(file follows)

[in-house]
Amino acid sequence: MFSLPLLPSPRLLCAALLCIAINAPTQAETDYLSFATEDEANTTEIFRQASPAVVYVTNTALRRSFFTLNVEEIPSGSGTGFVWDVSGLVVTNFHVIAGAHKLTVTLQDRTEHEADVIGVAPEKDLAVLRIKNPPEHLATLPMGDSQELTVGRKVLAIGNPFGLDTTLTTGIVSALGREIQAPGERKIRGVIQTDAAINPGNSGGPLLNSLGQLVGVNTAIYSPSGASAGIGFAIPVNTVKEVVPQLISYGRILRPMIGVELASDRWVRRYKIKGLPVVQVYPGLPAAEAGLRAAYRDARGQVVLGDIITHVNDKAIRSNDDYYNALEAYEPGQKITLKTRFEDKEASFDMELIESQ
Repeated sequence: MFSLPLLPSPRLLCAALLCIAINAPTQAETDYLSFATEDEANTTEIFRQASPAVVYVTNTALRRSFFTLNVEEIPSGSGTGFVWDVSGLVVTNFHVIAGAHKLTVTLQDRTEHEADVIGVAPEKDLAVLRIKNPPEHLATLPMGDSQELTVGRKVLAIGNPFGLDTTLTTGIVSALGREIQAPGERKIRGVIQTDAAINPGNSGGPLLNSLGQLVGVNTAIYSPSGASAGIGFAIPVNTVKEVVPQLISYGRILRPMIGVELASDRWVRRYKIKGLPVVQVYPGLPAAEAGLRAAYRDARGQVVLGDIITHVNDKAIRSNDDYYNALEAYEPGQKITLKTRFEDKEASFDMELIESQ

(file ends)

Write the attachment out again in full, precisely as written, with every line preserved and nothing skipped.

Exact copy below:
[in-house]
Amino acid sequence: MFSLPLLPSPRLLCAALLCIAINAPTQAETDYLSFATEDEANTTEIFRQASPAVVYVTNTALRRSFFTLNVEEIPSGSGTGFVWDVSGLVVTNFHVIAGAHKLTVTLQDRTEHEADVIGVAPEKDLAVLRIKNPPEHLATLPMGDSQELTVGRKVLAIGNPFGLDTTLTTGIVSALGREIQAPGERKIRGVIQTDAAINPGNSGGPLLNSLGQLVGVNTAIYSPSGASAGIGFAIPVNTVKEVVPQLISYGRILRPMIGVELASDRWVRRYKIKGLPVVQVYPGLPAAEAGLRAAYRDARGQVVLGDIITHVNDKAIRSNDDYYNALEAYEPGQKITLKTRFEDKEASFDMELIESQ
Repeated sequence: MFSLPLLPSPRLLCAALLCIAINAPTQAETDYLSFATEDEANTTEIFRQASPAVVYVTNTALRRSFFTLNVEEIPSGSGTGFVWDVSGLVVTNFHVIAGAHKLTVTLQDRTEHEADVIGVAPEKDLAVLRIKNPPEHLATLPMGDSQELTVGRKVLAIGNPFGLDTTLTTGIVSALGREIQAPGERKIRGVIQTDAAINPGNSGGPLLNSLGQLVGVNTAIYSPSGASAGIGFAIPVNTVKEVVPQLISYGRILRPMIGVELASDRWVRRYKIKGLPVVQVYPGLPAAEAGLRAAYRDARGQVVLGDIITHVNDKAIRSNDDYYNALEAYEPGQKITLKTRFEDKEASFDMELIESQ